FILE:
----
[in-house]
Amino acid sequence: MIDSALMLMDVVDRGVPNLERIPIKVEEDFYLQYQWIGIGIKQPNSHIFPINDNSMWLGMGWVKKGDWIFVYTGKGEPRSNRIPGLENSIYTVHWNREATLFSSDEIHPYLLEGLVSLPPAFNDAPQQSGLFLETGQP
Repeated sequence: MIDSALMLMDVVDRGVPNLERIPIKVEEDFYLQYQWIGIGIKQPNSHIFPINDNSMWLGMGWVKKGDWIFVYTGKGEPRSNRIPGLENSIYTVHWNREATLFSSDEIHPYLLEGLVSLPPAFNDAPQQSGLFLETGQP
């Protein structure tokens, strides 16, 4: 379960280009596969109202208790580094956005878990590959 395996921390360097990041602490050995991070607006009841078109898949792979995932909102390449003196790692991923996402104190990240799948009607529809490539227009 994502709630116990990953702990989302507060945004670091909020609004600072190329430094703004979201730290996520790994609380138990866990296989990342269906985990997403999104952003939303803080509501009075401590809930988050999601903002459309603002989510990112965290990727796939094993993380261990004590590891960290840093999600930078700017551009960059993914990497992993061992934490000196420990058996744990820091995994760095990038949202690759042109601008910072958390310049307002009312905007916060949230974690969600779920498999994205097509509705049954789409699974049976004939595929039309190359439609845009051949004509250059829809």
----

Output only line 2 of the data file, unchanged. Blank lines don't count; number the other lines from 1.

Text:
Amino acid sequence: MIDSALMLMDVVDRGVPNLERIPIKVEEDFYLQYQWIGIGIKQPNSHIFPINDNSMWLGMGWVKKGDWIFVYTGKGEPRSNRIPGLENSIYTVHWNREATLFSSDEIHPYLLEGLVSLPPAFNDAPQQSGLFLETGQP